Three Takeaways from the MSL Excellence Webinar

Following on from MAPS' recent MSL Excellence Webinar hosted by Ramin Farhood and co-presented by Helen Kane, CEO, PIVOT MSL and Mark Rees-Saunders, Ecosystem Lead (Dermatology)/ UCB Pharma Ltd, we thought it might be useful to summarize the webinar into three key takeaways:

• Who is the MSL?

• What is MSL Excellence?

• How Do We Measure MSL Impact & Value?

MSLs are connectors, facilitators, educators, collaborators, conduits

The role and remit of the MSL is expanding, according to Helen Kane. “When we talk about the MSL, we talk about the external face of Medical and when we ask them what they think their core competencies should be they immediately respond that ‘we should be drug and disease experts’. But as this role continues to evolve and as Medical Affairs continues to take much more of a partnership position in terms of organizational structure, the MSL is really regarded as a valued internal colleague, a partner to both internal and external stakeholders but by being externally facing, they are catalysts and collaborators between the industry and the wider healthcare community. They are a conduit between the organization and the physician, listening for key insights and developing a sense of what’s happening for the physician and what his/her needs are”.

Mark Rees-Saunders agreed that the role has evolved considerably over the last ten years. “It has gone from being a focus on the scientific expertise and the one-way transmission of that science and data (largely driven by massive investment in the role globally, and driven by the need and desire internally and externally to maximize the impact of the MSL), towards a massive focus on skills and capabilities and the impact they have in terms of their scientific communication and making it an interactive scientific debate. That adds maximum value not just for the organization but also to the external clinician and that’s set to continue”.

MSL Excellence is Defined Differently Across Organizations

Saunders outlined his approach to defining excellence. “When I first joined AstraZeneca as MSL Excellence Lead, I asked that question - what is excellence? What are the core activities, processes, behaviors that a high performing team should deliver and then try to define what behaviors we measure to guide us in terms of those behaviors. So, we looked at strategic alignment and support, key account management, cross functional collaboration, KOL engagement and development of scientific partnerships, scientific expertise, etc to really define what a team needs to do to be the best.”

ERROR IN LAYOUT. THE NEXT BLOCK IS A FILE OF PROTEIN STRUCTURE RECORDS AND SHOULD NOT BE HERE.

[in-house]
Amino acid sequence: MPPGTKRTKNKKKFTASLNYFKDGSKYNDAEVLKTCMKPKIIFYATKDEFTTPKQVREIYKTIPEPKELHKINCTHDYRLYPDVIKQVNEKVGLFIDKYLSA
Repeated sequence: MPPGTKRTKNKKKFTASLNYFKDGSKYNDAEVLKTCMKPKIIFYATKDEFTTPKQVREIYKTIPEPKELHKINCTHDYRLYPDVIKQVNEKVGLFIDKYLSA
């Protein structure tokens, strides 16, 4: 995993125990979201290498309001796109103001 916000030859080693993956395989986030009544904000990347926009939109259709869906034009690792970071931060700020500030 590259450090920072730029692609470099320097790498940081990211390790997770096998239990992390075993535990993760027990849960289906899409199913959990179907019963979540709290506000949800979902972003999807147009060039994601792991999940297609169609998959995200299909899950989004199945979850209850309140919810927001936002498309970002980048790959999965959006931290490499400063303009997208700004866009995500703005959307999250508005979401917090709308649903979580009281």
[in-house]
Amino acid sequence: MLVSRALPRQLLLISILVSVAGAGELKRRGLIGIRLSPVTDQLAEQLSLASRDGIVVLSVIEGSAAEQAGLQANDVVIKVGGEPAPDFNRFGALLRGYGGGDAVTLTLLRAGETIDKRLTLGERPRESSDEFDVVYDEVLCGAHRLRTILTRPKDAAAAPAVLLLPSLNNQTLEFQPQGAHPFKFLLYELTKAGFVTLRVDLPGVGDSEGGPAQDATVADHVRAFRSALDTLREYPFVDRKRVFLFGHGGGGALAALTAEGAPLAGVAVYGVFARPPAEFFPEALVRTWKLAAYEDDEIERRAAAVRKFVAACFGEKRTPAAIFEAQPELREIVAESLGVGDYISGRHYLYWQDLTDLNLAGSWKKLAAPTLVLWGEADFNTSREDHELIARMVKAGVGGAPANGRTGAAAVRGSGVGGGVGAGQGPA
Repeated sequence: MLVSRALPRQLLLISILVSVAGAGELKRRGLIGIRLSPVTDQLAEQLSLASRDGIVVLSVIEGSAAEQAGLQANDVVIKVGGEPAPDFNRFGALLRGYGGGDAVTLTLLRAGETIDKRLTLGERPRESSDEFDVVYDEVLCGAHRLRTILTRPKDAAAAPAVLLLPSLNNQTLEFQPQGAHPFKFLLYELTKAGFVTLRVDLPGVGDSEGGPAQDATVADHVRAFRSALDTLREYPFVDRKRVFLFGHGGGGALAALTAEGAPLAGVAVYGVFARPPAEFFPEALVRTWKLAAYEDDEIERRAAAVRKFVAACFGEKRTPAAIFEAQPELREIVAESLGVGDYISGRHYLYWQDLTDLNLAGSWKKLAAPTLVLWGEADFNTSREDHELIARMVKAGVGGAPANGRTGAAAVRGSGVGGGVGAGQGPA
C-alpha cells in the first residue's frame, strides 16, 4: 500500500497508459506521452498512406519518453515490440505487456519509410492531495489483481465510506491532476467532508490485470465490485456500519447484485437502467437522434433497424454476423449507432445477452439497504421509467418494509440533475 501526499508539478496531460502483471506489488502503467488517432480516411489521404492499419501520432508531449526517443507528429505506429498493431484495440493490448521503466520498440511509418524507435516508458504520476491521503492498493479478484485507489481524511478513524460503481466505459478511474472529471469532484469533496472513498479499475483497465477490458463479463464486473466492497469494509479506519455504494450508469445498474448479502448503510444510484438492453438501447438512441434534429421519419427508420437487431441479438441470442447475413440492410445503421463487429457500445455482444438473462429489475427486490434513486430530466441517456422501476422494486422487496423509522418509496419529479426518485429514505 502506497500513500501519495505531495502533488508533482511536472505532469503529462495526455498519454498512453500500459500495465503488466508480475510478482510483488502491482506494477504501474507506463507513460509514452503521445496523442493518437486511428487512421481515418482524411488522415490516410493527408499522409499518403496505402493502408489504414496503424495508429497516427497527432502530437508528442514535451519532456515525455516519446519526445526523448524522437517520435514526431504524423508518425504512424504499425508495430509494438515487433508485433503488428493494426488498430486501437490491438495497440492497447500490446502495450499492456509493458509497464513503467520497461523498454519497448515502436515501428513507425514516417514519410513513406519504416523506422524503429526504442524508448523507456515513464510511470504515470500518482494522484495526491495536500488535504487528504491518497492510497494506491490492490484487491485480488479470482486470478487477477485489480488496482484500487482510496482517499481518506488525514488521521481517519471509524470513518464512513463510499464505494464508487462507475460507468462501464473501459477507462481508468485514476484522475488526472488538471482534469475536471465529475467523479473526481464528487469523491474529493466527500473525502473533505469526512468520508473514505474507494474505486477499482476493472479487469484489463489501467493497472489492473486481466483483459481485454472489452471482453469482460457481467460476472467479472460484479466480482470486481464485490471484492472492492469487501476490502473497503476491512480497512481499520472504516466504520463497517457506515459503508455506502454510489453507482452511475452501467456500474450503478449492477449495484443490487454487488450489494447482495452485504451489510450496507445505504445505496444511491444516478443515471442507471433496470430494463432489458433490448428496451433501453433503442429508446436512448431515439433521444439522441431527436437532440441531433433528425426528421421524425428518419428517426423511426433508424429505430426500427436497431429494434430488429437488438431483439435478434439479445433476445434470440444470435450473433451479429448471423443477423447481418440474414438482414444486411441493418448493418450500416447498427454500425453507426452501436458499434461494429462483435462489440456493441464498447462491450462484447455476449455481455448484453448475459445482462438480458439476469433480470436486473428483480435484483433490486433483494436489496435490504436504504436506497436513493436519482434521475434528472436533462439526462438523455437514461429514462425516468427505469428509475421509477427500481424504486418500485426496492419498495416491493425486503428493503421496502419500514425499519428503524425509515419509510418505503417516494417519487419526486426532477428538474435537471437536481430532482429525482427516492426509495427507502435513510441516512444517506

Kane noted that excellence means different things to difference organizations which in itself can be a challenge. “In thinking about excellence, we surveyed a number of companies and asked them what excellence meant and we went on to build a framework (see Figure 1). The reason it’s shown as a continuum is because excellence isn’t a destination, it’s a journey, and I’m not sure we ever get to a point where we achieve complete excellence.”

Measuring MSL Impact and Value

“The question to ask ourselves is ‘What does this mean for the patient’? What does the output of this activity ultimately mean for the patient”, says Kane. “We can’t measure Medical impact in terms of financial returns.”

Saunders stated that it’s important to focus on quality versus quantity. “Historically, as an industry, we measure everything by activity and numbers. The challenge is, how do we measure that quality and how do we measure the impact that has on patient care. Using the Net Promoter Score, you can measure the value of the MSL and those surveys really highlight that if the MSL doesn’t come across as totally honest, transparent, patient-focused, then you tend to get a more negative score. It is difficult and there are ways to do it and it’s one thing we need to get on top of. We’ve become much more focused over the years in terms of in-field coaching and development and assessment of MSLs in the field so we set best practice aspirations in terms of coaching field visits and they’ve become much more structured in process, similar to what commercial teams have done for a long time. We also do yearly validations of all our MSLs, one looking at scientific knowledge and expertise but in parallel, how well they communicate when presenting data. Those are two areas where we continually assess but more importantly, develop the skills and knowledge of our MSLs.”

Observing colleagues can be a massive learning tool for MSLs states Kane. “We had a global team of MSLs and there was a particular piece of data which was critical to a product launch and we created two scenarios around the data and we asked them to prepare as if they were going into an interaction with a physician. It was really an opportunity to assess and observe how they were planning: were they anticipating in advance what the challenges might be? Were they planning in advance to ask questions to gather insights? How were they coping with complex questions within the role play? And the feedback was they learned a huge amount from observing their colleagues. It was a great opportunity to share together, to learn together and to be observed by leadership.”

MAPS has announced an MSL track to the 2018 EMEA Annual Meeting in Berlin this October, where we will address these topics, and more, in greater detail via satellite plenary sessions and case-based workshops. To view the full agenda, click here.